Crude oil prices fell more than $1 on Thursday as investors prepared for a widely expected decision by OPEC members to maintain current production levels, despite worries over a global supply glut.
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The Organization of the Petroleum Exporting Countries is expected on Friday to keep a group output target of 30 million barrels per day (bpd), ignoring calls from some producers to cut supply to support prices.
The cartel is now pumping about 2 million bpd more than needed, analysts say, feeding a glut that has left millions of barrels in storage and kept prices at close to half their peak levels last year.
"A roll-over in OPEC's production target is built into prices," said Tamas Varga, oil analyst at London brokerage PVM Oil Associates. "Given the exciting fundamental backdrop, volatility is all but guaranteed."
Brent for July was down $1 at $62.80 a barrel by 1400 GMT. U.S. crude futures were also $1 lower at $58.64.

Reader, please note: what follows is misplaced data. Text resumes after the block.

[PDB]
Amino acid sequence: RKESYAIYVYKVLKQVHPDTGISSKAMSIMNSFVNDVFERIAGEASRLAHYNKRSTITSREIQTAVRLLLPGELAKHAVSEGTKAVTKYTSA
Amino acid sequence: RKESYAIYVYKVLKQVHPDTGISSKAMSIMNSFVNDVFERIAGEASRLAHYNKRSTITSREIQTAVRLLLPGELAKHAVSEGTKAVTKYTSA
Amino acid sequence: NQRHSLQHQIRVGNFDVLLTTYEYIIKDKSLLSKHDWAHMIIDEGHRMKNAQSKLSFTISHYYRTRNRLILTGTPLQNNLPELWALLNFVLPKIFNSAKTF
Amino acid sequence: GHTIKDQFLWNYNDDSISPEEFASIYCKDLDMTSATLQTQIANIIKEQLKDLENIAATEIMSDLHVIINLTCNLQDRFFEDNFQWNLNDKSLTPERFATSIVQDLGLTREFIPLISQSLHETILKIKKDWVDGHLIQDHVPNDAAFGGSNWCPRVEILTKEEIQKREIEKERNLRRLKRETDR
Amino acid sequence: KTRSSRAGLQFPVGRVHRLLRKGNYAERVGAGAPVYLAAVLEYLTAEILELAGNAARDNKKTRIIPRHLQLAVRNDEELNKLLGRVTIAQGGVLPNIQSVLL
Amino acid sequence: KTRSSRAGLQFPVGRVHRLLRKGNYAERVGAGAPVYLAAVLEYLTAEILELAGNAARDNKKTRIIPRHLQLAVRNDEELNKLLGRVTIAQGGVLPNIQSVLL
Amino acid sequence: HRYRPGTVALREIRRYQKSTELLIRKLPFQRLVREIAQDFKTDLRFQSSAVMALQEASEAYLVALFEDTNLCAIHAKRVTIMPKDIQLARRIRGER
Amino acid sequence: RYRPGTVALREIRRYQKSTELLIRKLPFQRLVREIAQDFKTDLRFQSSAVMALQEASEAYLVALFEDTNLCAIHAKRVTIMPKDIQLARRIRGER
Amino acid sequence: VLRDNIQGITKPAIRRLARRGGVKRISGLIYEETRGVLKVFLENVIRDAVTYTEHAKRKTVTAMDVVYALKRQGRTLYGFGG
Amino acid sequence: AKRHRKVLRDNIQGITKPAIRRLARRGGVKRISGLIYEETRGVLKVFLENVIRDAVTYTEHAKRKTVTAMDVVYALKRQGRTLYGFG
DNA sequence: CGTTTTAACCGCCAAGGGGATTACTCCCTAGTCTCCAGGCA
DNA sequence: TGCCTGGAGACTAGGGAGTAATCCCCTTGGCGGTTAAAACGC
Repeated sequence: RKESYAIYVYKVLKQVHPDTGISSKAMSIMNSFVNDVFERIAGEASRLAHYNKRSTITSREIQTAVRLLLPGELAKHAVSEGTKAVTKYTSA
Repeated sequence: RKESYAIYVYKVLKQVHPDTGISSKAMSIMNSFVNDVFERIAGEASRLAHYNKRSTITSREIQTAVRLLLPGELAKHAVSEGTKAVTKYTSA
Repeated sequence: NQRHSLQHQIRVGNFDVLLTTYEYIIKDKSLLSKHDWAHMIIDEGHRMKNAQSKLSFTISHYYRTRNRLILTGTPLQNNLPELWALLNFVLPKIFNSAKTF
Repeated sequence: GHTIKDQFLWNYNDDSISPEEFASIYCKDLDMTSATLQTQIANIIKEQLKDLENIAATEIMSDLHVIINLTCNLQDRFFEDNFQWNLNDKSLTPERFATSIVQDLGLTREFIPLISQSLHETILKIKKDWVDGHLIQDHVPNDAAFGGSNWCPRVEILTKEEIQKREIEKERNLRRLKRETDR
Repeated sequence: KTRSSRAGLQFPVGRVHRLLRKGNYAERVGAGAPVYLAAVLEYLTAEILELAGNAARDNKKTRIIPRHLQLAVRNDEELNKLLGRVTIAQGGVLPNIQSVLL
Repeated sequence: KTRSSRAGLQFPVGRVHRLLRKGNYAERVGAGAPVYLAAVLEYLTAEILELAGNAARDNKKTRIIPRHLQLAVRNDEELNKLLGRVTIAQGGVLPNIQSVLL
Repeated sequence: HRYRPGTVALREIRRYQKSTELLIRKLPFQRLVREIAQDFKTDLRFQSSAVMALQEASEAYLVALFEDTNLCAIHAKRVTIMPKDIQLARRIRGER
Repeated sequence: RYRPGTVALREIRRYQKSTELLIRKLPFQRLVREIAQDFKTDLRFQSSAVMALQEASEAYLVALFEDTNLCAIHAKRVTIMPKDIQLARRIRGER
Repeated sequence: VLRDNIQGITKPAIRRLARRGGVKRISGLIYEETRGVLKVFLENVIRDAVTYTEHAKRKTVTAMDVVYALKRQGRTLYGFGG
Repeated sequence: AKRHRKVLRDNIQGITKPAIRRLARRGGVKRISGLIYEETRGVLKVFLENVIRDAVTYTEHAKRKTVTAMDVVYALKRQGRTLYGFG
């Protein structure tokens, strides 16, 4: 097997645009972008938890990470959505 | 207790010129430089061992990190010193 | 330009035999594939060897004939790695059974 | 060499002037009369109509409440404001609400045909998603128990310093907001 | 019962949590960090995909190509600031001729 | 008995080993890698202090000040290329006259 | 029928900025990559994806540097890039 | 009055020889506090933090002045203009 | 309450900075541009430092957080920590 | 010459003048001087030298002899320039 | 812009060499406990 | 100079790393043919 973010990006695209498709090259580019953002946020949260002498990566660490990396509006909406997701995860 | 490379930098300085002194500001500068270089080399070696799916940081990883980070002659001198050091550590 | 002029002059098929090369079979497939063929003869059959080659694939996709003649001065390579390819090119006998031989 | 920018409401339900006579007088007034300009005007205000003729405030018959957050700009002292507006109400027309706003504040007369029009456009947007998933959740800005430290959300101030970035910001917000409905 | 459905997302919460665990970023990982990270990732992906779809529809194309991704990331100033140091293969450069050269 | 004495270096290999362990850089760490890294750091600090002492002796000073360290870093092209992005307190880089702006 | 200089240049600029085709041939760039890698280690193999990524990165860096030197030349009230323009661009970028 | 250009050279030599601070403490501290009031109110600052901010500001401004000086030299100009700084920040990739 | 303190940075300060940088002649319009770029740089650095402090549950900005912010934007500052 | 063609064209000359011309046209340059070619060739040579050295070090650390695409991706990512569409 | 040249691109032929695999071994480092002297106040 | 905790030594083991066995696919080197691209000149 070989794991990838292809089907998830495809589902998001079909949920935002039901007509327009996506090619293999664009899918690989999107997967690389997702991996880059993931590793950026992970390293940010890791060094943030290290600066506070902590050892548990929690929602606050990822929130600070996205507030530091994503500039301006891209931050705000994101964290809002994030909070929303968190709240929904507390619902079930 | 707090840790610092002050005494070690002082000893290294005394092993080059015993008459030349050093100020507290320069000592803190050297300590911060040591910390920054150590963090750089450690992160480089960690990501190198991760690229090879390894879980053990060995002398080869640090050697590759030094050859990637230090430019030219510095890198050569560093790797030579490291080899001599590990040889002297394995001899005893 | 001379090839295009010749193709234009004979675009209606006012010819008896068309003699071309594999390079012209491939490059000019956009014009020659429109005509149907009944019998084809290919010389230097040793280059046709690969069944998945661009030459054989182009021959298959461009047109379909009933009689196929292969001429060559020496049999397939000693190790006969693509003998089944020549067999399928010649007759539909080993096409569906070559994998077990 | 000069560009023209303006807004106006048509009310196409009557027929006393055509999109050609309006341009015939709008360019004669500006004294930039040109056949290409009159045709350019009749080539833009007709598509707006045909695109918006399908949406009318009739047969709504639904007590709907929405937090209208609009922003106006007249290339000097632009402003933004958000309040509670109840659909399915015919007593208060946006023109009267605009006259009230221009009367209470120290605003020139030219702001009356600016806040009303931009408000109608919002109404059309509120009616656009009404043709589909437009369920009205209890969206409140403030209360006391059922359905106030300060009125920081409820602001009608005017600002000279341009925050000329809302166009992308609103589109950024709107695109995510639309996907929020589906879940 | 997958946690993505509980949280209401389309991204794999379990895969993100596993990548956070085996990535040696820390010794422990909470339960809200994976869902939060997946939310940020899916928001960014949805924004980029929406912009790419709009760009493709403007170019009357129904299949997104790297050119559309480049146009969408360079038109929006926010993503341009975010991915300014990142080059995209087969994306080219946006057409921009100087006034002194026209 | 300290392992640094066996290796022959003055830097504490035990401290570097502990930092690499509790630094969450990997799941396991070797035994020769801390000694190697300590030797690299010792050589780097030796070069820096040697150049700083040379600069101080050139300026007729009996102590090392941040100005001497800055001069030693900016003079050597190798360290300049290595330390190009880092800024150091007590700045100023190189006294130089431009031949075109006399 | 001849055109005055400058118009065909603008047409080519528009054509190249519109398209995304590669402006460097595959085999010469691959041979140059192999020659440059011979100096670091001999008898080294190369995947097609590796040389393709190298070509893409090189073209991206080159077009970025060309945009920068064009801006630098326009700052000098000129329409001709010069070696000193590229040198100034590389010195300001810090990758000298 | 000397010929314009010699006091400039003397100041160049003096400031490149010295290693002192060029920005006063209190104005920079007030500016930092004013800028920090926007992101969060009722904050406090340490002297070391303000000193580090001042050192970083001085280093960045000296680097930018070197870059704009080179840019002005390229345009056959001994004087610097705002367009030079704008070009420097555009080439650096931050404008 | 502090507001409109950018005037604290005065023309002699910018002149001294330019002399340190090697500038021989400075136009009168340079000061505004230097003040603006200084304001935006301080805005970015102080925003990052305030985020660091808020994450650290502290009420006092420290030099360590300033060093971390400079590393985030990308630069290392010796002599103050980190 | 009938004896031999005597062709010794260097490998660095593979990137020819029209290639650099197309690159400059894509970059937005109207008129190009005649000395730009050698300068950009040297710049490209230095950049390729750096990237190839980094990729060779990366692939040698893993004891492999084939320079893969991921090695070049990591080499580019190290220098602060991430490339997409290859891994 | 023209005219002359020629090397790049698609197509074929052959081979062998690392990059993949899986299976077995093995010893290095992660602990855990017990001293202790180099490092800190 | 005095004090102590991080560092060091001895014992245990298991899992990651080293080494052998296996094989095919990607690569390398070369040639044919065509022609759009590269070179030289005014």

Energy analysts at Morgan Stanley, who earlier this week raised the possibility of an OPEC production rise, said on Thursday the cartel was "highly unlikely" to change its target.
"The recent rise in volatility should fade after the meeting and some relief rally is not out of the question," they said.
IHS Energy also said it expected no reversal of OPEC's policy of keeping production high in defense of market share, instead of cutting output to support prices.
"Although surprises from OPEC can never be ruled out, prospects for a policy reversal at this time range from slim to non-existent. Saudi Arabia and its Gulf allies, which last November instigated the policy of defending market share instead of prices, appear resolved to persist with it," said Bhushan Bahree, senior director at IHS Energy.
Strong global fuel demand has helped support oil prices despite the glut. In China, almost 2 million new cars are sold every month despite its economic slowdown.
Saudi Arabia raised on Thursday its official selling price for benchmark Arab Light crude to Asia in July, responding to robust demand for its crude there and to higher consumption at home during the hot summer months.
"There are pockets of strength in Asia," said Seth Kleinman, head of energy research at Citigroup in London. "Light sweet crude in the Atlantic basin is very weak, but Middle Eastern sour grades are stronger." (Additional reporting by Henning Gloystein; Editing by Christopher Johnson)